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The com­ing glut? Can­cer cell ther­a­py tri­als are boom­ing as Chi­na ri­vals US on new projects

The Cancer Research Institute has been keeping a careful eye on cancer R&D as new money continues to pour into the field from all directions. Today, in the lead up to ASCO this weekend, they’ve updated their work on cancer cell therapies — and as you might expect there’s plenty of signs that things are continuing to heat up.

The top highlights from the new report in Nature Reviews Drug Discovery by Jun Tang and colleagues

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Ready to har­vest its PD-L1, Al­pham­ab re­loads with $60M to nur­ture the bis­pe­cif­ic patch

Al­pham­ab’s $100 mil­lion Se­ries A last No­vem­ber for the on­col­o­gy unit marked its first ven­ture round in al­most 10 years of ex­is­tence. As it turned out, it was al­so a sig­nal that founder and CEO Ting Xu was ready to bring in the cash flow he needs to com­plete the reg­u­la­to­ry jour­ney for his lead check­point in­hibitor and dive in­to the bis­pe­cif­ic project he’s en­vi­sioned for years.

The Suzhou-based com­pa­ny un­veiled its lat­est fi­nanc­ing on Tues­day, in­fus­ing $60 mil­lion in­to pipeline de­vel­op­ment and a po­ten­tial com­mer­cial launch as well as a new R&D and man­u­fac­tur­ing site. Hud­son Bay Cap­i­tal Man­age­ment led the Se­ries B and Adri­an Cheng, the heir of a re­al es­tate em­pire in Hong Kong, par­tic­i­pat­ed along­side ex­ist­ing in­vestors.

‘I was shocked’: Con­tro­ver­sy brews at Emory af­ter promi­nent Chi­nese neu­ro­sci­en­tists are oust­ed over dis­clo­sure is­sues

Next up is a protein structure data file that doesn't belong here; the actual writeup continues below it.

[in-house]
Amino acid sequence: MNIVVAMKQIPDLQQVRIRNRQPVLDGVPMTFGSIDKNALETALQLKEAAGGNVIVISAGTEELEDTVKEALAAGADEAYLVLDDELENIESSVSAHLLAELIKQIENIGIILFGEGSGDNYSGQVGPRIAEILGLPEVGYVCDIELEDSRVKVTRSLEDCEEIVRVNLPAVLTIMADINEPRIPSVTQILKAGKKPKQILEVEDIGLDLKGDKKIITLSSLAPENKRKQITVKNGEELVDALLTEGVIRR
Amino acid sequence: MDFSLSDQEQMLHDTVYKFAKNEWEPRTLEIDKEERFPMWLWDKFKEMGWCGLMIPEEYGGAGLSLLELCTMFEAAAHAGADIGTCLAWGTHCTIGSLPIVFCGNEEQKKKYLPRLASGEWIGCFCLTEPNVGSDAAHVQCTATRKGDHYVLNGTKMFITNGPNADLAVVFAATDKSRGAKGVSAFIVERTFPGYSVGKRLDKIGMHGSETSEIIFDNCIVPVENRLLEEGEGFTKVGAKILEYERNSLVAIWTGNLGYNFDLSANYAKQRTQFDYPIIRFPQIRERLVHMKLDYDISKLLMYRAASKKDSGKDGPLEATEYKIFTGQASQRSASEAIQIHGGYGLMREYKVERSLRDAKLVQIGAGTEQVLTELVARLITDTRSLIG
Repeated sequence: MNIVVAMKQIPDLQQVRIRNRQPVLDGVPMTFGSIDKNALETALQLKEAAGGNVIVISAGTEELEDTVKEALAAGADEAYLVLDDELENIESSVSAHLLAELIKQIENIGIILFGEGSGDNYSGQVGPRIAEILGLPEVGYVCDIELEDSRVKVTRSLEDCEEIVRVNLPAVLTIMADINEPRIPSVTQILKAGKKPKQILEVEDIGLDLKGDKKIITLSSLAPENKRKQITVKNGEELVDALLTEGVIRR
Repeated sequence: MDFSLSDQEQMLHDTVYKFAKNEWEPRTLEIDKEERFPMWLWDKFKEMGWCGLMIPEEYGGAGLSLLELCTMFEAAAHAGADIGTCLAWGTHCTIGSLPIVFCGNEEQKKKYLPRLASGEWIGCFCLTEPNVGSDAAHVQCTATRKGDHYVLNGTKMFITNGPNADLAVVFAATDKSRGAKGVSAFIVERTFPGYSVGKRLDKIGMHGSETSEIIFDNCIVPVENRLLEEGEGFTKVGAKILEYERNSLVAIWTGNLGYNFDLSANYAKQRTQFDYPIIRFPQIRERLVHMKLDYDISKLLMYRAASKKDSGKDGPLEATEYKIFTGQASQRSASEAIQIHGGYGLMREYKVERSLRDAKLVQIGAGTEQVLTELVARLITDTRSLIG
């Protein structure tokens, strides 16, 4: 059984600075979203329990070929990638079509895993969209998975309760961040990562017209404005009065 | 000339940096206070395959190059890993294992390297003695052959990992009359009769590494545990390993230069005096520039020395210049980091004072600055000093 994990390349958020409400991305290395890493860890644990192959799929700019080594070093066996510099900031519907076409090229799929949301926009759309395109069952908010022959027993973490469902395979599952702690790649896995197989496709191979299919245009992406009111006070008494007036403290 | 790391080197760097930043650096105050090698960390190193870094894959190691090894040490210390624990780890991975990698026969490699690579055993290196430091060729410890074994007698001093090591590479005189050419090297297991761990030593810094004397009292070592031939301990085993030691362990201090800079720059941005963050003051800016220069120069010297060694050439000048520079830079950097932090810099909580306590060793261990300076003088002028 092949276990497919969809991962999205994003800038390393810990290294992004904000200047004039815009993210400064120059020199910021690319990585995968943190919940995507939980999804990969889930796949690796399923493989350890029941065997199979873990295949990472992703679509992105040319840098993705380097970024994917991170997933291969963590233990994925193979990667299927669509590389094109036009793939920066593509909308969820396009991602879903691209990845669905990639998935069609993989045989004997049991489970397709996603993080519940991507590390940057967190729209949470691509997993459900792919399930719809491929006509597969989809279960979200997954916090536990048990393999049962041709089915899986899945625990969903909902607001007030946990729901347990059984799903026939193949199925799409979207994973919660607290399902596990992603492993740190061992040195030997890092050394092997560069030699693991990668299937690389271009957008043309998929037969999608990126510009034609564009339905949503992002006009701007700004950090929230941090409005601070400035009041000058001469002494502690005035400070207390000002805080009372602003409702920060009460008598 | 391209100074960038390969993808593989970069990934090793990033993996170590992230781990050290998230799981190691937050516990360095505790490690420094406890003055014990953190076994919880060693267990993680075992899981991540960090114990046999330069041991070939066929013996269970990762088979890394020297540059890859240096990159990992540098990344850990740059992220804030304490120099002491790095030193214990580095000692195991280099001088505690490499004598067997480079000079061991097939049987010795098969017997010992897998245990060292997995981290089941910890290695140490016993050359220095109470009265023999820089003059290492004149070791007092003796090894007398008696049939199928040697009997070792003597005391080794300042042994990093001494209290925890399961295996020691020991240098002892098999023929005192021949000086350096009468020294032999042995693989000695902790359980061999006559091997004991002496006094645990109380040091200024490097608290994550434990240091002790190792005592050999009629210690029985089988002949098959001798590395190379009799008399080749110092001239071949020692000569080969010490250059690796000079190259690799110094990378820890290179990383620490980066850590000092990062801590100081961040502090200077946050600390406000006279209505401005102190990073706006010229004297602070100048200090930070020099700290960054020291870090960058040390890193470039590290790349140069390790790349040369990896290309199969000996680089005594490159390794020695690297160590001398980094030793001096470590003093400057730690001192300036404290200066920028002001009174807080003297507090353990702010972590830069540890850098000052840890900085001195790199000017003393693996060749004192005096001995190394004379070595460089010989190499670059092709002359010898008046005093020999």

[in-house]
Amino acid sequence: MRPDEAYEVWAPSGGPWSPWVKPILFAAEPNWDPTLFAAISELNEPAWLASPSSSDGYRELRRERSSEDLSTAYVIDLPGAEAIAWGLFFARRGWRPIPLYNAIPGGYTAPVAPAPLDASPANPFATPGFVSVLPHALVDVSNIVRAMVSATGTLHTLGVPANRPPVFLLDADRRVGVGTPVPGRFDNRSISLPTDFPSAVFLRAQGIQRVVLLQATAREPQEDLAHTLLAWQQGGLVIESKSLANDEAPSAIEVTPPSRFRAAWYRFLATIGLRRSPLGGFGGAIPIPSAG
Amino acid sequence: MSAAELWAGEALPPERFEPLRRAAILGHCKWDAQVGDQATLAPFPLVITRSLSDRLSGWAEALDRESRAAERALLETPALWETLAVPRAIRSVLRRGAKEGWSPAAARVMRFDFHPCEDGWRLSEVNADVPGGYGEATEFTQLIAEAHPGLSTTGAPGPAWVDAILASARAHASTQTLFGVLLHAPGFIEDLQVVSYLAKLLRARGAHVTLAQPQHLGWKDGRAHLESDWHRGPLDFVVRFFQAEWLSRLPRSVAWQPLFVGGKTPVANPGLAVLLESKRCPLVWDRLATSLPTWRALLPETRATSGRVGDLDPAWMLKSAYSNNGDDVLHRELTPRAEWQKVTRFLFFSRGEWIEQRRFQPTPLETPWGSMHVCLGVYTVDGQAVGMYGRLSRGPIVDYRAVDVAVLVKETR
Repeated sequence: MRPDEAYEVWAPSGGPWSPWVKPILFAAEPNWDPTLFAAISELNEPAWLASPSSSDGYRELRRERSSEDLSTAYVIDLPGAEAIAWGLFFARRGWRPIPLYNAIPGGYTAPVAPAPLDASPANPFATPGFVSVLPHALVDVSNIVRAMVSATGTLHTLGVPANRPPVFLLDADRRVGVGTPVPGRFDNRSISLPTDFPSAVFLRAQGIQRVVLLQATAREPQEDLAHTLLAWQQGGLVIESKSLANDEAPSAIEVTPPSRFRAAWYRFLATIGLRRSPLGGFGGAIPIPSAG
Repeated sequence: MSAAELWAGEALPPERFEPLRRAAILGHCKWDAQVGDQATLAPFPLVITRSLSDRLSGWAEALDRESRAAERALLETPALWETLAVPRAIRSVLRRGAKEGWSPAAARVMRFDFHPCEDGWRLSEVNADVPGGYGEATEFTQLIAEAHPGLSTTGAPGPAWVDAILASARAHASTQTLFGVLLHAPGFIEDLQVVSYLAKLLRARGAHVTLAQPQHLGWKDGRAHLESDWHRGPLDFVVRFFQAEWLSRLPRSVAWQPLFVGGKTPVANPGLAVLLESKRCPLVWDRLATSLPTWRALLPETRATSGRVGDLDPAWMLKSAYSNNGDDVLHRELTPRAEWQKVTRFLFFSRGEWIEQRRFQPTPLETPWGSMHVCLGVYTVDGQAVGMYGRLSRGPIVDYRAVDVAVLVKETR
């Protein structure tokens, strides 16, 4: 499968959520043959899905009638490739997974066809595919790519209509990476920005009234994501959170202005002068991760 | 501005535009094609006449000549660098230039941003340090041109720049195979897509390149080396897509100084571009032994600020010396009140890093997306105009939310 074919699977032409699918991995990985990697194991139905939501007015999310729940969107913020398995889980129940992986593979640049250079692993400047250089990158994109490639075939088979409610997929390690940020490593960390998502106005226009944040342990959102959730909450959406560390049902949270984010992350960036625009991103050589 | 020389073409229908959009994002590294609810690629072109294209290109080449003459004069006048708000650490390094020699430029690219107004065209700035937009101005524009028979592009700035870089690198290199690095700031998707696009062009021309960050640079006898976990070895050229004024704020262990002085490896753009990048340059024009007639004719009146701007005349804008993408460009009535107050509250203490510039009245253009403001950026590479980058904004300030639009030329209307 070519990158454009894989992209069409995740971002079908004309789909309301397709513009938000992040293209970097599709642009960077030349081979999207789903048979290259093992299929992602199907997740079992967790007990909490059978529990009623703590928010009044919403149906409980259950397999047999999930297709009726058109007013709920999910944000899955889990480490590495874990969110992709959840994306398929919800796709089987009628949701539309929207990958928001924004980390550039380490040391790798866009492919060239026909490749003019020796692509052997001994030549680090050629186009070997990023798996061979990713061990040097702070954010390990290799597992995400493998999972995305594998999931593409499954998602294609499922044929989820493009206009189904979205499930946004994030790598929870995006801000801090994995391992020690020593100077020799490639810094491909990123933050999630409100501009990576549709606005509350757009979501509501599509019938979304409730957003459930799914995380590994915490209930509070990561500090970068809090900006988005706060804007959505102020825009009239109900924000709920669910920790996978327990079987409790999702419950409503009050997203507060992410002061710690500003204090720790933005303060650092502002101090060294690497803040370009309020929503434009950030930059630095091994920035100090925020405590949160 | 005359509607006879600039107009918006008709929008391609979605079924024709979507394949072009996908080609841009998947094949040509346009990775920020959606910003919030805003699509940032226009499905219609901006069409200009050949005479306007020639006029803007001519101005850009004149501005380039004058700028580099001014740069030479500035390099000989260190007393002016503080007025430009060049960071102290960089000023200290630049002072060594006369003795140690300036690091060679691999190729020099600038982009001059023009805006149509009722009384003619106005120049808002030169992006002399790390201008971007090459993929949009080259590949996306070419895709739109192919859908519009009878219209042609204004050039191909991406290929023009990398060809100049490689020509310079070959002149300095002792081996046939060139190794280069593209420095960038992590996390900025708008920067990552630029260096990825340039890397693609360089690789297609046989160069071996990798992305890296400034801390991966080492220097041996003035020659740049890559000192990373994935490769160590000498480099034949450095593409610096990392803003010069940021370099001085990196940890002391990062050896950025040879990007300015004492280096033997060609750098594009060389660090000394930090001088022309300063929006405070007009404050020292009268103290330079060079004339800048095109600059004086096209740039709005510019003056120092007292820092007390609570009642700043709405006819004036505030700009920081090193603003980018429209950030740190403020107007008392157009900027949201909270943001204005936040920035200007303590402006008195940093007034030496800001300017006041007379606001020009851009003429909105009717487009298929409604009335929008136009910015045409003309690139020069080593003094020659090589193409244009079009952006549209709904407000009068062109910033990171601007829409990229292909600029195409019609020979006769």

It’s what Chi­nese sci­en­tists work­ing in the US have been dread­ing since MD An­der­son oust­ed three of its Asian fac­ul­ty mem­bers fol­low­ing NIH-di­rect­ed in­ves­ti­ga­tions: A sec­ond pres­ti­gious in­sti­tu­tion has closed down a promi­nent lab and ter­mi­nat­ed the two Chi­na-born re­searchers head­ing the lab.

The news, com­ing out of Emory Uni­ver­si­ty, is once again stir­ring up in­dig­na­tion, be­wil­der­ment and anx­i­ety among Chi­nese aca­d­e­mics and ne­ti­zens alike, not least be­cause the oust­ed pro­fes­sors have gone pub­lic with their side of the sto­ry, ques­tion­ing how the school han­dled the fir­ing, dis­put­ing ac­cu­sa­tions and ex­press­ing their wor­ry. As a con­se­quence, sev­er­al post­docs from Chi­na work­ing in their lab have al­so been asked to leave the coun­try.

Top 5 Chi­nese play­ers: What does Ever­est's land­mark deal with Im­munomedics say about the flur­ry of in-li­cens­ing to Chi­na?

Immunomedics might have had trouble getting its breast cancer drug through the FDA, but that hasn’t stopped them from commanding a lofty price from a Chinese player intent on bringing it to Asia. On the same day the troubled biotech said goodbye to its CMO, Immunomedics $IMMU unveiled a licensing pact that highlights the importance of China for biopharma companies of any size — and really in any circumstance.

Encompassing $60 million upfront, $65 million conditional upon US approval of sacituzumab govitecan and $710 million in milestones, the deal immediately vaults the buyer — Everest Medicines — into the top 5 in-licensing companies in China in the past 11 years.

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Nine list­ings and $3.8B lat­er, HKEX cel­e­brates one-year biotech an­niver­sary with $194M CRO IPO

So how is Hong Kong stock ex­change’s biotech board do­ing one year af­ter reg­u­la­tors opened up the list­ing regime to pre-rev­enue com­pa­nies in the field?

De­pends on how you look at it.